Shrewsbury ... shall be a name 'as stirring to the heart as the glories we have lost'

Blessed John Henry Newman, 1852

Letters and Homilies

Homily, Diocesan Celebration of Marriage, St Joseph’s Church, Birkenhead, 8th February 2020


Today we celebrate marriage as the Christian vocation you have lived for 25, 40, 50, 60 years and more. When I arrived in the world, marriage was almost taken for granted. Few would have disputed that the lifelong union of man and woman provided the best environment for human flourishing and the securest place for receiving the gift of children. This assumption was as secure as the one on which people took for granted oceans, forests and ice regions – so solid and impervious to human harm did they appear. Today, however, we are rightly concerned by the neglect of our physical environment and the implications for the future of humanity. We now give careful consideration to the harmful consequences of our personal actions and our lifestyle choices on the well-being of the planet and upon generations still to come. At the same time, it seems we have strangely neglected the human ecology so bound-up with the well-being of marriage. For marriage forms the foundation of the family which, in Saint John Paul II’s striking phrase, is the place through which all humanity passes (Cf. Familaris Consortio n 86).

Marriage is the environment on which depend the health and flourishing of every generation. Yet, marriage is under threat, and not merely from indifference: it has been proactively weakened by both governmental actions and lifestyle choices. Imagine, for a moment, if government and society conspired to relax restrictions and allowed more plastics to be thrown into the oceans, more toxic substances to be released into the air… We would surely expect loud public protest. Yet, for half a century the institution of marriage has seen its treasured place in society and the protection of its promises steadily eroded.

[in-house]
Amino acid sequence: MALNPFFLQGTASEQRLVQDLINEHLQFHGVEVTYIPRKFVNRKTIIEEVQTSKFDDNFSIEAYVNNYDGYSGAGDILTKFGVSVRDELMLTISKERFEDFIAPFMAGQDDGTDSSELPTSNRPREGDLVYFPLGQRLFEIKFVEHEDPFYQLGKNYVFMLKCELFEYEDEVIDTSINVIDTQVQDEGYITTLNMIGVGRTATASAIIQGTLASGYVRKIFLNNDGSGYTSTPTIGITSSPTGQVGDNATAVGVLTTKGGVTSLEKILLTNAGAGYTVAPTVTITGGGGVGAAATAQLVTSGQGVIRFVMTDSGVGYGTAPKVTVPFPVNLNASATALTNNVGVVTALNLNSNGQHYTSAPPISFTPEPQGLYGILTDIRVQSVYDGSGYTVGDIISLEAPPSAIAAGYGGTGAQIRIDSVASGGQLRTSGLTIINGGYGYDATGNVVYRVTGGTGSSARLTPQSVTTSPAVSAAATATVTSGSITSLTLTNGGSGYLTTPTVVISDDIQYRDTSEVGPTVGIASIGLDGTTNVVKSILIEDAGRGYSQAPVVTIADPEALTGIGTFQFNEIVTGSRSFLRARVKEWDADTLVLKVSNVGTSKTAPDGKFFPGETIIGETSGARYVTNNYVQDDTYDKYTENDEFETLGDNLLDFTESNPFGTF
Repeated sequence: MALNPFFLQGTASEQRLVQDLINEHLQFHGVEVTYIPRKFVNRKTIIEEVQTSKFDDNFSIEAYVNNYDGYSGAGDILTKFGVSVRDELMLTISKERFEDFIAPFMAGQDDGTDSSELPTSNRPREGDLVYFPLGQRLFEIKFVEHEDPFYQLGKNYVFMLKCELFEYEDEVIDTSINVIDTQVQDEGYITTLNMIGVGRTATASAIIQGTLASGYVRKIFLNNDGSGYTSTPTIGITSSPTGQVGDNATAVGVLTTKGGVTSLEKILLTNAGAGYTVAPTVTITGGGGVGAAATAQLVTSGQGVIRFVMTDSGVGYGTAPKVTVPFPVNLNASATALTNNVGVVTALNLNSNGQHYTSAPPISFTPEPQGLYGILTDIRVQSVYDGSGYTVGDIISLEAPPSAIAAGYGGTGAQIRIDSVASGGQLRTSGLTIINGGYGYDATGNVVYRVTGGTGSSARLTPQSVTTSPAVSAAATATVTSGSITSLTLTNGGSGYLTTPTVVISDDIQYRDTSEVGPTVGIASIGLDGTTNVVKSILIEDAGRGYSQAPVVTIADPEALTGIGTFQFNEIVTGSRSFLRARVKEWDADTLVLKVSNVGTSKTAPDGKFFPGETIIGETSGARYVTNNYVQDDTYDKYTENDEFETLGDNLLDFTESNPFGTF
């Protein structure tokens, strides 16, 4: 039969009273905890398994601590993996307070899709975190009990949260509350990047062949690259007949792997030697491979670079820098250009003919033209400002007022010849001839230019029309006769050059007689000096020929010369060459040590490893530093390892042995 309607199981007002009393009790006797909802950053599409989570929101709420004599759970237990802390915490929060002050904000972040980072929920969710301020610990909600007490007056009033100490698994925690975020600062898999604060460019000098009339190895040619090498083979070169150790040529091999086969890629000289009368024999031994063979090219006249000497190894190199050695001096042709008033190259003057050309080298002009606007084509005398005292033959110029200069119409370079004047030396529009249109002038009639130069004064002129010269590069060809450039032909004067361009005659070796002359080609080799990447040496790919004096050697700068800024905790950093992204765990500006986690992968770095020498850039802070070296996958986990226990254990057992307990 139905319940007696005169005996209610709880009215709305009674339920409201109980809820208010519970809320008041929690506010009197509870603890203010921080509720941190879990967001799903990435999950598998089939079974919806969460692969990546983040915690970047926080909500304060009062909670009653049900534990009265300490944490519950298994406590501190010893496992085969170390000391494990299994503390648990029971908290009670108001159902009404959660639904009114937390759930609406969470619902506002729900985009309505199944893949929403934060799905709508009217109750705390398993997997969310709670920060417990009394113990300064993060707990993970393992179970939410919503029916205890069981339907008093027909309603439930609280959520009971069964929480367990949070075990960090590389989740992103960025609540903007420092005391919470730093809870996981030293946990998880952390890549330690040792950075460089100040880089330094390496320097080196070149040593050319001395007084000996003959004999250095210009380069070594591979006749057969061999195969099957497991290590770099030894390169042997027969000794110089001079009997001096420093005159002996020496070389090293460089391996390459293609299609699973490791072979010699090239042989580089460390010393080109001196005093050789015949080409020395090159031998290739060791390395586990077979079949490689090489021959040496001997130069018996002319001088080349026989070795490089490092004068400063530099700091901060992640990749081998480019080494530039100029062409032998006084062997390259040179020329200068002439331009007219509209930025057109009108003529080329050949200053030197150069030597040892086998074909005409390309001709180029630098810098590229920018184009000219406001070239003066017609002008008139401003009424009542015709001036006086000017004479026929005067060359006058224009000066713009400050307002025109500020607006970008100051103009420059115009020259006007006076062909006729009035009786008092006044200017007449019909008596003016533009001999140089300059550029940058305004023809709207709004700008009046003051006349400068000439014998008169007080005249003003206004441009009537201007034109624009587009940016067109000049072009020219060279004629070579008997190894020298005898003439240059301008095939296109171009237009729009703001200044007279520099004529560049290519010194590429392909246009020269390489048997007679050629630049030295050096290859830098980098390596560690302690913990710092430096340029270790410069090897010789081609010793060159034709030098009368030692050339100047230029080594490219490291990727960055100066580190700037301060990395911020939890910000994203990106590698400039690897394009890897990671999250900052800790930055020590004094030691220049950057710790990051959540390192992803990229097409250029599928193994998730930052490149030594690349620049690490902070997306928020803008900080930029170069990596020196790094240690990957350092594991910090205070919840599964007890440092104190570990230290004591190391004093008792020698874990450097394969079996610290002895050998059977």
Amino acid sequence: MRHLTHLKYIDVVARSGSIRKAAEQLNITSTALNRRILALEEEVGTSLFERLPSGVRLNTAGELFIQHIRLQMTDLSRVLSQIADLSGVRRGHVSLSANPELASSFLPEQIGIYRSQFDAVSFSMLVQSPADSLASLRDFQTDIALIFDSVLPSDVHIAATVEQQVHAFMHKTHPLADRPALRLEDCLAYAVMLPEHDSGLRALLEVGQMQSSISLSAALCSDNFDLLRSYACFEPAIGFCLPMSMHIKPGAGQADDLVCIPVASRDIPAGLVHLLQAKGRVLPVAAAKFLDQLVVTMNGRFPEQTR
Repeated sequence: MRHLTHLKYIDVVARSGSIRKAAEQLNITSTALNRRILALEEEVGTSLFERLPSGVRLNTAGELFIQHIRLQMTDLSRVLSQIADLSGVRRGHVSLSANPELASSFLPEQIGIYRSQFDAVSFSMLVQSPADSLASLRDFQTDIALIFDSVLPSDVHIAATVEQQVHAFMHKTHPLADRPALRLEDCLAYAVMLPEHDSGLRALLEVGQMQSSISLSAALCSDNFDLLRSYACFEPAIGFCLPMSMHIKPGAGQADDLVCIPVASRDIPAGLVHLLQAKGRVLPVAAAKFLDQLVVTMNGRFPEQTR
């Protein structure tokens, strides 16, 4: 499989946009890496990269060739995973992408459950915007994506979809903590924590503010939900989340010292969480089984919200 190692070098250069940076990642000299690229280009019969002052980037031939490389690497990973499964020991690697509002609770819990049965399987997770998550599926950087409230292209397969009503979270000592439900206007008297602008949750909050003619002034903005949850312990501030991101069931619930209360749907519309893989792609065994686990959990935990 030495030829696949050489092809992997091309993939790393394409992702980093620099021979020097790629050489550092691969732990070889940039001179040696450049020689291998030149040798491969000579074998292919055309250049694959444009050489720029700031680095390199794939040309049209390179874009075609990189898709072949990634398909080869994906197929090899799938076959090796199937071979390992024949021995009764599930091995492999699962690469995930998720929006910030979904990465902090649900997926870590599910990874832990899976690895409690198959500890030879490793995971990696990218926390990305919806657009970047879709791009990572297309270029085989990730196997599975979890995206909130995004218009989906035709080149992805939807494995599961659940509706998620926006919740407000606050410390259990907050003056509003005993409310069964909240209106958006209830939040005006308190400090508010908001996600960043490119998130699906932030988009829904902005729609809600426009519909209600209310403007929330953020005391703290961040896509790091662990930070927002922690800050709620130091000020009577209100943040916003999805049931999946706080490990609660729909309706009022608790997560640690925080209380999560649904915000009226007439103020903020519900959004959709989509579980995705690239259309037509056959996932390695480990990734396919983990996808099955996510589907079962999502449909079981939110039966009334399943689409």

Marriage is surely the most natural thing in the world since, as the Church teaches, the author of marriage is God our Creator (CCC 1603). Marriage has taken various forms throughout the centuries, whilst in essence remaining the same: namely, the life-long union of man and woman open to the gift of new life. Christ raised marriage to an even higher dignity as a Sacrament, and his own disciples were shocked by his words regarding the bond of marriage (Mt. 19:10). Given this, how could we ever fail to take marriage and its promises seriously, fail to see its central place in securing the well-being of family and society?

Alongside the threat to marriage we have perhaps inevitably seen an undervaluing of celibacy which, as Saint John Paul II often reminded us, stands in support of the true and faithful love of marriage. Celibate consecration is happily growing today among apostolic lay people and remains the hallmark of the Catholic Priesthood. Yet, how readily celibacy embraced for Love alone is lightly dismissed today, as if it were merely a restriction, just as the faithfulness of marriage is considered a diminishment of personal freedom and choice. May we never become prey to these superficial ways of thinking in what has become a toxic atmosphere toward lifelong commitment, an attitude which threatens not only Christian marriage but also the cherishing of priestly celibacy. Echoing the words of the great John Paul II, whom Pope Francis declared to be the ‘Pope of the Family’, all those called to Christian marriage or to celibacy must give to each other the clear witness and example of “faithfulness in their vocations unto death” (Cf. Letter to my Brother Priests, n. 9, 1979). Yes, as never before in our history, society stands in need of the united witness of married couples and singlehearted celibate love. May this united witness contribute to an environment of love and faithfulness in which generations to come may grow and flourish!

Thank you on behalf of all the Church for the witness of your marriage.